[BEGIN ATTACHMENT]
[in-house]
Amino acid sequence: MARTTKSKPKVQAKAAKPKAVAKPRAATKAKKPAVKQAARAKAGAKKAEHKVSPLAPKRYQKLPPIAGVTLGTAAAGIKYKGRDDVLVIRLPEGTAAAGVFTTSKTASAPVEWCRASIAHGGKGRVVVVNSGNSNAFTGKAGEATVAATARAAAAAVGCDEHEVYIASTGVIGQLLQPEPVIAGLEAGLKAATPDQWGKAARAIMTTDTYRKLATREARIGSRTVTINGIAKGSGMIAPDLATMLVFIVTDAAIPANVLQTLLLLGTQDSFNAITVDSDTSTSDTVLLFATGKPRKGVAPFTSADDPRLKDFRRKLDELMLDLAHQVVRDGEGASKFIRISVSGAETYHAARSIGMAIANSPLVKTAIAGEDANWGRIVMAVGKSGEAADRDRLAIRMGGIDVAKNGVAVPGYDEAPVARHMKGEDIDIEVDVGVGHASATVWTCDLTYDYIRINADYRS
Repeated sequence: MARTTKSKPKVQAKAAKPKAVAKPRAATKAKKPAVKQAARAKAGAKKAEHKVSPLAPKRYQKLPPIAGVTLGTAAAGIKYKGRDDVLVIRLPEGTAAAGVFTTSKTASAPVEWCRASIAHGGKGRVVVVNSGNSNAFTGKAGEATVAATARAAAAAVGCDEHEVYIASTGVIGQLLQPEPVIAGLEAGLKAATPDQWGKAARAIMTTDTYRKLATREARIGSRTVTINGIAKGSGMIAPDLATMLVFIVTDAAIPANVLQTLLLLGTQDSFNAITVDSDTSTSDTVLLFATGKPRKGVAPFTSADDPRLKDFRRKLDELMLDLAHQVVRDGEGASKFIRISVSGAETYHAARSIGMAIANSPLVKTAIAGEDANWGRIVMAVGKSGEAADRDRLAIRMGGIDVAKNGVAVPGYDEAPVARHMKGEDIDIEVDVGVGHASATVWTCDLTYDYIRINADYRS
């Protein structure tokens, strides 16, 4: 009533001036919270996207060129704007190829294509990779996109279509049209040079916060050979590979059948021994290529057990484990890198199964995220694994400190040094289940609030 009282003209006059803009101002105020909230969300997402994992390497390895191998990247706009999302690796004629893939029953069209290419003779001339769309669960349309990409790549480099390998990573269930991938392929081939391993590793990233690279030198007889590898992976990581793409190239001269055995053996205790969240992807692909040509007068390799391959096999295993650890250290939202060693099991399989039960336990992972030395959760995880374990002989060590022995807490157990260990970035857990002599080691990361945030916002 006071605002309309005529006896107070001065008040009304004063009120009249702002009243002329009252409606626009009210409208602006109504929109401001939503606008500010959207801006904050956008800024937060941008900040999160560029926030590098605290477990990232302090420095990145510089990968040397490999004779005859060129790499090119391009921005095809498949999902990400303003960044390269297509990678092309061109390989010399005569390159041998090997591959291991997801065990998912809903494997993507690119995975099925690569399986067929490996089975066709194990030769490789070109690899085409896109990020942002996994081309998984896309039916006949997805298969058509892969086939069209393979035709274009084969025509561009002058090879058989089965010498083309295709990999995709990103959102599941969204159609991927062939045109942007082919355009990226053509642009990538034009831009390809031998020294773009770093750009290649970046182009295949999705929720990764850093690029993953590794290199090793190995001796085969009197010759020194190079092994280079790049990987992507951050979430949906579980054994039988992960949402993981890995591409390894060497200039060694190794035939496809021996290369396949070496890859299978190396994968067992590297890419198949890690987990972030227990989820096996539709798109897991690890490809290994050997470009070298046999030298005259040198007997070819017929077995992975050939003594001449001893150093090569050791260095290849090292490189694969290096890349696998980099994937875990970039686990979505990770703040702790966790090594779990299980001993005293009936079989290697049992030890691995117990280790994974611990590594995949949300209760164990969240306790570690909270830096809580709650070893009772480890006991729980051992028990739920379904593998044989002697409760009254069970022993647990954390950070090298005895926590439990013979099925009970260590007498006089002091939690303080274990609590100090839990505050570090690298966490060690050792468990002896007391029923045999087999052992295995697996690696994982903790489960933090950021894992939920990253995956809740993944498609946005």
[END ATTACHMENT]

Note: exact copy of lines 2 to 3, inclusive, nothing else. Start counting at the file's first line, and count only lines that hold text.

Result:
Amino acid sequence: MARTTKSKPKVQAKAAKPKAVAKPRAATKAKKPAVKQAARAKAGAKKAEHKVSPLAPKRYQKLPPIAGVTLGTAAAGIKYKGRDDVLVIRLPEGTAAAGVFTTSKTASAPVEWCRASIAHGGKGRVVVVNSGNSNAFTGKAGEATVAATARAAAAAVGCDEHEVYIASTGVIGQLLQPEPVIAGLEAGLKAATPDQWGKAARAIMTTDTYRKLATREARIGSRTVTINGIAKGSGMIAPDLATMLVFIVTDAAIPANVLQTLLLLGTQDSFNAITVDSDTSTSDTVLLFATGKPRKGVAPFTSADDPRLKDFRRKLDELMLDLAHQVVRDGEGASKFIRISVSGAETYHAARSIGMAIANSPLVKTAIAGEDANWGRIVMAVGKSGEAADRDRLAIRMGGIDVAKNGVAVPGYDEAPVARHMKGEDIDIEVDVGVGHASATVWTCDLTYDYIRINADYRS
Repeated sequence: MARTTKSKPKVQAKAAKPKAVAKPRAATKAKKPAVKQAARAKAGAKKAEHKVSPLAPKRYQKLPPIAGVTLGTAAAGIKYKGRDDVLVIRLPEGTAAAGVFTTSKTASAPVEWCRASIAHGGKGRVVVVNSGNSNAFTGKAGEATVAATARAAAAAVGCDEHEVYIASTGVIGQLLQPEPVIAGLEAGLKAATPDQWGKAARAIMTTDTYRKLATREARIGSRTVTINGIAKGSGMIAPDLATMLVFIVTDAAIPANVLQTLLLLGTQDSFNAITVDSDTSTSDTVLLFATGKPRKGVAPFTSADDPRLKDFRRKLDELMLDLAHQVVRDGEGASKFIRISVSGAETYHAARSIGMAIANSPLVKTAIAGEDANWGRIVMAVGKSGEAADRDRLAIRMGGIDVAKNGVAVPGYDEAPVARHMKGEDIDIEVDVGVGHASATVWTCDLTYDYIRINADYRS